Trump lawyer presses argument for presidential immunity in defamation case

Nina Agrawal, Los Angeles Times on

Published in Political News

NEW YORK -- An attorney for President Donald Trump asked a New York state judge Tuesday to set aside a suit brought by a woman who claims Trump groped her a decade ago, saying that a trial in state court would improperly interfere with his duties as chief executive.

Judge Jennifer Schecter heard arguments from Trump's lawyer, Marc Kasowitz, and Mariann Wang, an attorney for Summer Zervos, a former contestant on Trump's reality TV show "The Apprentice" who has alleged that Trump kissed her and touched her inappropriately during meetings in 2007 at Trump Tower and at the Beverly Hills Hotel.

In her lawsuit, Zervos claims Trump defamed her last year when he labeled her and other women who accused him of sexual misconduct as liars.

Kasowitz argued that Trump's comments were protected by the First Amendment and that a state court doesn't have the authority to hear the case during his presidency. Wang said the defamatory comments were not protected and a state court does have such authority.

Zervos can't sue Trump for sexual harassment because the time limit for such a case has expired. Pursuing the defamation case, however, could lead to airing of the underlying sexual harassment allegations.

The suit could also jeopardize Trump in the way that a similar case by Paula Jones jeopardized then-President Bill Clinton -- by forcing him to answer questions under oath. Clinton's false statements in Jones' case provided the basis for the impeachment charges that were brought against him in 1998.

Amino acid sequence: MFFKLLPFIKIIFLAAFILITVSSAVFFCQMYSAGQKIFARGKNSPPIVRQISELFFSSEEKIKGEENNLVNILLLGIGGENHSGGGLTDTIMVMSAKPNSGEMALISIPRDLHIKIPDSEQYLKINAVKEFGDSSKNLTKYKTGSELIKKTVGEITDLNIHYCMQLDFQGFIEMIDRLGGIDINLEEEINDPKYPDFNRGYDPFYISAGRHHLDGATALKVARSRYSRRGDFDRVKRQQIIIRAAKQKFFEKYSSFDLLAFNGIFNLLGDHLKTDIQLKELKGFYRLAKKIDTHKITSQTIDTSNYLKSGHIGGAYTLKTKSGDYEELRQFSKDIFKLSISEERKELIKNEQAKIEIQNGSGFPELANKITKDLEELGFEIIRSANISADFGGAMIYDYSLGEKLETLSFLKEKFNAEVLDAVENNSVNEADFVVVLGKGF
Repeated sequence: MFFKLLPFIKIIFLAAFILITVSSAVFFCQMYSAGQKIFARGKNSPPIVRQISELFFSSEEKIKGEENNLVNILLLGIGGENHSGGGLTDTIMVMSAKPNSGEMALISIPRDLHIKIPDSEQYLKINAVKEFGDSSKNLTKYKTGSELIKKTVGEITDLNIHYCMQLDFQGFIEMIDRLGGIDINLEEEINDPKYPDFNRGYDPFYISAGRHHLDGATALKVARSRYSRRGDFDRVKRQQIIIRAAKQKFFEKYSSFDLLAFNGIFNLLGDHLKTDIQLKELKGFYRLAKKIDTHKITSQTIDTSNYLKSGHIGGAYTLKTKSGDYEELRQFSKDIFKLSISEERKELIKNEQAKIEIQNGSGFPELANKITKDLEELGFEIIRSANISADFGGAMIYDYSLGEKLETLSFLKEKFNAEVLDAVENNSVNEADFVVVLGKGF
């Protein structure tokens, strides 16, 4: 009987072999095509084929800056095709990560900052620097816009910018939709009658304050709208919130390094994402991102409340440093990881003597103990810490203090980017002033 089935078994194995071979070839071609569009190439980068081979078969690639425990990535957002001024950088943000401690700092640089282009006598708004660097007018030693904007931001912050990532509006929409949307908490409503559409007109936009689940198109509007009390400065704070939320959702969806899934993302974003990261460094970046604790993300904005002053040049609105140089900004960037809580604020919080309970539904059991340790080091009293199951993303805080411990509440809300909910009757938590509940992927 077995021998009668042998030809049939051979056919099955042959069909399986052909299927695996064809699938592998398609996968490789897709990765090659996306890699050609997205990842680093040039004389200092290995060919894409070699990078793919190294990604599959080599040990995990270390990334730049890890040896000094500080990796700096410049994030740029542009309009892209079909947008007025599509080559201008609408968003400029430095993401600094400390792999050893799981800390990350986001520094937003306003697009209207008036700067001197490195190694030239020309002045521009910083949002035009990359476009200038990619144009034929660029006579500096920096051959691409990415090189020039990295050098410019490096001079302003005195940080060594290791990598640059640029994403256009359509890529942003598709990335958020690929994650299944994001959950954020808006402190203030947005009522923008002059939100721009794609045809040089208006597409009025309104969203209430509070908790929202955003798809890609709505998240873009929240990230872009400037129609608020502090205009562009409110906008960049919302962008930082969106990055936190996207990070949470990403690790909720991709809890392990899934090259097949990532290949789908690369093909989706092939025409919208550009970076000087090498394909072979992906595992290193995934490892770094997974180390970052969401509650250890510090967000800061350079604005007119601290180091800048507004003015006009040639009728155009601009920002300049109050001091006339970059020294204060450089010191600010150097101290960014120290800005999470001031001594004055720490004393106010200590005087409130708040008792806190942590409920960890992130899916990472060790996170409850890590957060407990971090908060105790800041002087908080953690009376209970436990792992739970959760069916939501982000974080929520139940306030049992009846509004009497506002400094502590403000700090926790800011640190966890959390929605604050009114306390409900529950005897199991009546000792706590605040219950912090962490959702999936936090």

Being required to testify under oath could be particularly dangerous for Trump, given his history of saying things that are untrue, said Naomi Mezey, a Georgetown University law professor.

"For those people who are interested in this case as a path to impeachment, the chances of perjury in a Trump case are possibly greater than in a Clinton case," Mezey said. "Testifying in a lawsuit takes a huge amount of discipline. If there's one characteristic that seems absent from the Trump personality, it's verbal discipline."

Zervos first spoke publicly about her contacts with Trump in October 2016, after an "Access Hollywood" videotape surfaced in which Trump spoke about being able to grab women by the genitals.

Trump vigorously denied the accusations by Zervos and other women, repeatedly describing them as "fabrication" and "made-up stories and lies," at one point threatening to sue the women.


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